Slaughterhouse-Five, or The Children's Crusade: A Duty Dance with Death by Kurt Vonnegut
My rating: 3 of 5 stars
This was a classic that I was very excited to read [in part because of Crash Course Literature's summaries of it, but it was a very odd book. I know that it is supposed to be surrealist novel but even so it was very hard to follow. I am sure that writing a story about the horrors of war in this way is one way to cope with the autocracies of war, but it also made the book very hard to relate to. I did enjoy and was amused by the idea of flashbacks being time-travel. Furthermore, I was reminded of the story In the Realms of the Unreal by Henry Drager which I originally stumbled upon because of Sufjan Steven's song "The Vivian Girls Are Visited In The Night By Saint Dargarius And His Squadron of Benevolent Butterflies". I became obsessed with learning about Henry Drager, whose book was never published and is classified as outsider art literature but seems to be very similar to this and very surreal.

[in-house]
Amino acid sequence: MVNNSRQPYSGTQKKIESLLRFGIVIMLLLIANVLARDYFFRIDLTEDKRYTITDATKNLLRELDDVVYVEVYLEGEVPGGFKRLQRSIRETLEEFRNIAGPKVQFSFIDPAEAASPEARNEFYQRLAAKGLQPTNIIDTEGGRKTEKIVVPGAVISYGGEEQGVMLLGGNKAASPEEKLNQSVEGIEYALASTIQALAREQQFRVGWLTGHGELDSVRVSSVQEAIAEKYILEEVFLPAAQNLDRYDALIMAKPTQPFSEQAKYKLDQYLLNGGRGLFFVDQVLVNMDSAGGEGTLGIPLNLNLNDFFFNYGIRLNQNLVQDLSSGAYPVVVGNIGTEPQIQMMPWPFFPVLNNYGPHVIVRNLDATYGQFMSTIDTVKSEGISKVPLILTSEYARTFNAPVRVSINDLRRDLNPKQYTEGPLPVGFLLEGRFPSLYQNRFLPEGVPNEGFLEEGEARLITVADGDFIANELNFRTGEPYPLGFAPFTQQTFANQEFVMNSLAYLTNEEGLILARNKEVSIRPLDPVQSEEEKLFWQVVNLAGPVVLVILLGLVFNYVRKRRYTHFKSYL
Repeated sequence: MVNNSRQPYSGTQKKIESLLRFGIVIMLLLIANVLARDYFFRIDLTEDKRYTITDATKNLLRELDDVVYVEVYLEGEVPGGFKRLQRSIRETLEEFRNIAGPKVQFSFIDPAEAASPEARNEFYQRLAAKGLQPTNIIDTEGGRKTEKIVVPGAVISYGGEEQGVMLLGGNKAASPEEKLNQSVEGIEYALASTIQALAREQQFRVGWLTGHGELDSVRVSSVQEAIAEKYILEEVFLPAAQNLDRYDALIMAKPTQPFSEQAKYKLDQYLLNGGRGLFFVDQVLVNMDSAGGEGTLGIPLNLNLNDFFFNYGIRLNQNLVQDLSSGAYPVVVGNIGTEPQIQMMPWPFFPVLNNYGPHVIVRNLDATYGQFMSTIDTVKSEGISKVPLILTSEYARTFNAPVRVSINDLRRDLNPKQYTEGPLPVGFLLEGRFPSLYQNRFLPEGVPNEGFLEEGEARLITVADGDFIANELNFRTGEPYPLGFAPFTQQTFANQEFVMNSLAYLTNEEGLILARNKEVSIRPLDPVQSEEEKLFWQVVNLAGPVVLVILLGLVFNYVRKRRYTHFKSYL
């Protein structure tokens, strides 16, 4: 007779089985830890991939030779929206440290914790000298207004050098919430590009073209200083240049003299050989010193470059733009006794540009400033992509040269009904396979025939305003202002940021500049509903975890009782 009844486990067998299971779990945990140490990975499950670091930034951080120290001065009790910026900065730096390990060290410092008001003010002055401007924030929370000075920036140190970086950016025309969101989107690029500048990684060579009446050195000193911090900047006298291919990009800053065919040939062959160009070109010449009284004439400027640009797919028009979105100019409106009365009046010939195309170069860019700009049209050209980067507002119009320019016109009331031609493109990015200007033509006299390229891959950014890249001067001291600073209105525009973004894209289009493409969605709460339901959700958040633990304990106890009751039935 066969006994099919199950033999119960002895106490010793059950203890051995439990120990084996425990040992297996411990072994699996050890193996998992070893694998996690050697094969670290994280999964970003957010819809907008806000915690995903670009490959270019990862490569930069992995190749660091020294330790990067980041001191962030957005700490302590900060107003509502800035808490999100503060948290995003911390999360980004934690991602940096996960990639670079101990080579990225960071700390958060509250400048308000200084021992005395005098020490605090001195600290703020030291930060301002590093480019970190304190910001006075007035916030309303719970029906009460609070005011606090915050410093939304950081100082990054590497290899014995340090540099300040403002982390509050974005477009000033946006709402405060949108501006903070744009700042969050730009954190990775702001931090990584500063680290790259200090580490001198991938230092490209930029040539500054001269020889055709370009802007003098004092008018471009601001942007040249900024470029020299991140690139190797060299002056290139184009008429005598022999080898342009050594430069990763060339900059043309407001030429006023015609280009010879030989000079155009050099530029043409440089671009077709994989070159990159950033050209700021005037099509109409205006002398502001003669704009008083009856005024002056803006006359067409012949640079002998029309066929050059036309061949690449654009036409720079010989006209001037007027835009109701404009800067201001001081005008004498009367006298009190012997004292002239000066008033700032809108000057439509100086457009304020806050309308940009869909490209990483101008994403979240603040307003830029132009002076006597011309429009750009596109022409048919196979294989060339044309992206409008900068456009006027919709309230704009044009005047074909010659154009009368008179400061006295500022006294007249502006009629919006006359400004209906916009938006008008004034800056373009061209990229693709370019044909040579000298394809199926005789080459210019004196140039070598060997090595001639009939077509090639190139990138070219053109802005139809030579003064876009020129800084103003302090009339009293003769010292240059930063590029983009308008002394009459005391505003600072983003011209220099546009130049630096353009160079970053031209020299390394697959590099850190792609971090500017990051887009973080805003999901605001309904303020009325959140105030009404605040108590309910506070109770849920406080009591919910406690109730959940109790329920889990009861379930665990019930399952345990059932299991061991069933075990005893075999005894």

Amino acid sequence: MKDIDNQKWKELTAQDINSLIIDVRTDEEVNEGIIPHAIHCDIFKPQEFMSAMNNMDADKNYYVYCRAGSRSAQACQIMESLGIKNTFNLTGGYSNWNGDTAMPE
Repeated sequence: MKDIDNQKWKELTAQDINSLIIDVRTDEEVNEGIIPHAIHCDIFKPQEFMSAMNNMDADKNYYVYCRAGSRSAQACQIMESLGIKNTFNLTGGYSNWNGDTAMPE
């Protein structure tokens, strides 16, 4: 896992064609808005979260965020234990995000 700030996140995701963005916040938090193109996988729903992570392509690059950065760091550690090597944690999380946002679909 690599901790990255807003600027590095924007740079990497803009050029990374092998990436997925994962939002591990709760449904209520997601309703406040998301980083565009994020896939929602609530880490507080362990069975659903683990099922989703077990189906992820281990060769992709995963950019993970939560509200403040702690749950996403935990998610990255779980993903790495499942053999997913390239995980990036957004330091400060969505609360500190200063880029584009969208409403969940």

Overall, I found this book too random and disjointed to follow or enjoy.
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